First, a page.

Nebraska Medical's digital transformation set stage for COVID-19 pandemic response

Nebraska Medical CIO Brian Lancaster outlines 6 lessons about digital transformation and how it set the stage to battle COVID-19.
Written by Larry Dignan, Contributor

Digital transformation laid the building blocks that enabled Nebraska Medical to manage the COVID-19 pandemic, improve clinical safety and patient outcomes and experiences.

We caught up with Brian Lancaster, CIO of Nebraska Medical, to talk about how his organization, which consists of a hospital system and academic research at the University of Nebraska, and how it is handling the COVID-19 pandemic.

The conversation covered a lot of turf and Lancaster good insights. Here are the takeaways and lessons.

Digital transformation efforts pay off in unexpected areas. Lancaster credited digital transformation projects for Nebraska Medical's ability to enable remote work, deploy telemedicine and deliver its legacy systems via Web portals. Lancaster said:

We've been working on this for quite some time and fortunately we had done the preparation to allow us to quickly move to keep teaching, keep researching, keep caring while remote. That's kind of the ounce of prevention is worth a pound of cure.

Data centers have to be rearchitected. Lancaster said the use of VMware's vSphere stack enabled Nebraska Medical to deliver applications to the user. Last summer, Nebraska Medical focused on deploying Workspace One to deliver applications via the web and mobile client.

Telehealth is here to stay. Lancaster said telemedicine allowed clinical workers to be remote and integrate with electronic health records. He said:

What we did over the course of a couple weeks was shifted all of our scheduled ambulatory principal office visits to be real time video visits and we only basically did that through a Nebraska Medicine app or digital front door and then partnering with our electronic medical record, which is Epic and then also Zoom technologies for the video visits.

HIPAA and good security matters. HIPAA regulations are relaxed during the COVID-19 pandemic, but you still need a strong security posture, said Lancaster. Nebraska Medical's telehealth efforts maintain HIPAA compliance through integration with its Epic systems. That Epic layer insulates video conferencing and integrates with Zoom. Lancaster said:

We want to make sure we have a strong security posture in addition to making sure we can address any HIPAA issues, even if those HIPAA issues have been released or relaxed. Once we let telehealth out of the bottle, I think both our patients and our providers will want to do it because it's extremely convenient. If we allow for a non-HIPAA compliant solution now, it will be really hard to introduce security controls that we can control at some point in the future.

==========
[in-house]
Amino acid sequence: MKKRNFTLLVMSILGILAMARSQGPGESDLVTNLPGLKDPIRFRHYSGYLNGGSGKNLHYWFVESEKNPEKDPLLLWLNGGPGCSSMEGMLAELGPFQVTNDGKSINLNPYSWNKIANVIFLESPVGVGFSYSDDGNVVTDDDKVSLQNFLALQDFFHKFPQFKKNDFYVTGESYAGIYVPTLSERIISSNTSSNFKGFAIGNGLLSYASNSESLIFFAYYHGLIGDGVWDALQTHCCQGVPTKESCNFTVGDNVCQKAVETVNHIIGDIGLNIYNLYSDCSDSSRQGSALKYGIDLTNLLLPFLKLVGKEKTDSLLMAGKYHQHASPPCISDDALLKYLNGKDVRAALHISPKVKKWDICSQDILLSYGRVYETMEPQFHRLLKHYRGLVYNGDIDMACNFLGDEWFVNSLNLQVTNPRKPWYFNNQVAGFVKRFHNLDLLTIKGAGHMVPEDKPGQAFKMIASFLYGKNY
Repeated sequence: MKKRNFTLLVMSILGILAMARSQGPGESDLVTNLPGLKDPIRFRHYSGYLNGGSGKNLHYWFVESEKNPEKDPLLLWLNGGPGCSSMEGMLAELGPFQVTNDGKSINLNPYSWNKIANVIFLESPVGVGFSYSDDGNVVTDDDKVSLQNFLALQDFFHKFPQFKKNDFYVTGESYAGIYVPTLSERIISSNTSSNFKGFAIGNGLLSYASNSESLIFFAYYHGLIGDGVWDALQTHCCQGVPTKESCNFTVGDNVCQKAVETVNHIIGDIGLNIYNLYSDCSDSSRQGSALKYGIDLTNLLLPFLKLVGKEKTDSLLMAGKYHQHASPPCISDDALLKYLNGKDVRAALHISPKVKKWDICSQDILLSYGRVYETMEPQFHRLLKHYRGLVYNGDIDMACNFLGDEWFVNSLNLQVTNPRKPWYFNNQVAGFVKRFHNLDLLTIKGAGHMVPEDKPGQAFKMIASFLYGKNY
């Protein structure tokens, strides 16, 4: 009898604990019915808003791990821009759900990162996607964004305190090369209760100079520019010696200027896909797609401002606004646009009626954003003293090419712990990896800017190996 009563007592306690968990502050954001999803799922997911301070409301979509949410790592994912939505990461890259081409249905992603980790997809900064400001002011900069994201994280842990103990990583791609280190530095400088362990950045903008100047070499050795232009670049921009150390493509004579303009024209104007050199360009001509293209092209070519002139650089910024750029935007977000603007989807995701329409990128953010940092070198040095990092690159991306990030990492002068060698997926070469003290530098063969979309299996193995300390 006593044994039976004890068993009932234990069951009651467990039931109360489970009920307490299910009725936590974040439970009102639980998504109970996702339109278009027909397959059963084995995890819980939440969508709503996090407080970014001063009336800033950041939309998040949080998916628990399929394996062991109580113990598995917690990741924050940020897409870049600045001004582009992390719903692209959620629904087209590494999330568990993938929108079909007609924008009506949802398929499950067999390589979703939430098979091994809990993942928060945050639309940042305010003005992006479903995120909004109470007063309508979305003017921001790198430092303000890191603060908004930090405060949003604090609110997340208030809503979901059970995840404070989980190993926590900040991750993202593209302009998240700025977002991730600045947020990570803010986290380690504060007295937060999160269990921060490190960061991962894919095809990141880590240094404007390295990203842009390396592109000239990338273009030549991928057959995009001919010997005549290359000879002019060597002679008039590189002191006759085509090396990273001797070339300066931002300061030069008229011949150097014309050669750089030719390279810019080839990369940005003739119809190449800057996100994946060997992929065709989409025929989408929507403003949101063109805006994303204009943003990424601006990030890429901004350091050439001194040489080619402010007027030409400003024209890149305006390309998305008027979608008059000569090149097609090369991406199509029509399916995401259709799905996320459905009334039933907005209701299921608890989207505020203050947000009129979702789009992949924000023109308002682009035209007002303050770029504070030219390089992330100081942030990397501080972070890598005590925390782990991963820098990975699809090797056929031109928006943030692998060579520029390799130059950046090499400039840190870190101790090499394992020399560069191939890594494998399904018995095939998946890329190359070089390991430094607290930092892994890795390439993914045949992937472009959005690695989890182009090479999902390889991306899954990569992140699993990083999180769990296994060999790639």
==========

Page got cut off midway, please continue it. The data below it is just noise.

An innovative project may need more runway before the payoff. Nebraska Medical deployed Apple iPad's on hospital floors for electronic health records and improving the patient experience. At first, the iPads weren't widely used. Once the COVID-19 pandemic hit, these iPads were scaled for telehealth to keep clinicians safe and connect patients to their families. These iPads also wound up saving personal protective equipment. Lancaster said there was also a bigger return on those iPads:

It also allows loved ones to have interactions with our patients. We unfortunately had a lot of patients coming to end of life and if we didn't have that telehealth component loved ones wouldn't have had that last moment. They have been a way for healing for the family.

Those iPads and telehealth tools have been adopted in a big way. "We used to have to kind of entice physicians to want to do telehealth. Now, it's basically went from 1-2% of our activities to 100% of our activities. So we're really seeing a widespread adoption," said Lancaster.

SEE: Digital transformation: A CXO's guide (ZDNet special report) | Download the report as a PDF (TechRepublic)  

The new normal will include remote work and telehealth. Lancaster said:

I think post-COVID-19, nothing goes back to normal, meaning I think our patients and providers who have now been experiencing the benefits of telehealth, they won't go back to the waiting room, waiting 30 minutes for their visit and those sorts of things. They're going to demand asynchronous and synchronous visits and our providers will now want to do that too because they see the value in it. It probably would've been seen as a flop or as an innovation, an R&D project, now it's kind of table stakes.

Lancaster added that the future of work is going to be hybrid on-premise and remote largely due to managing COVID-19. A larger reason remote work will stay is that workers will gain more time and organizations will be able to save space and real estate costs. There are also sustainability benefits to remote work as well as better capital deployment. Survey: CFOs looking to make remote work, telecommuting more permanent | 9 remote work best practices from Verizon's HR chief | Managing telecommuters? Here are 8 management tips

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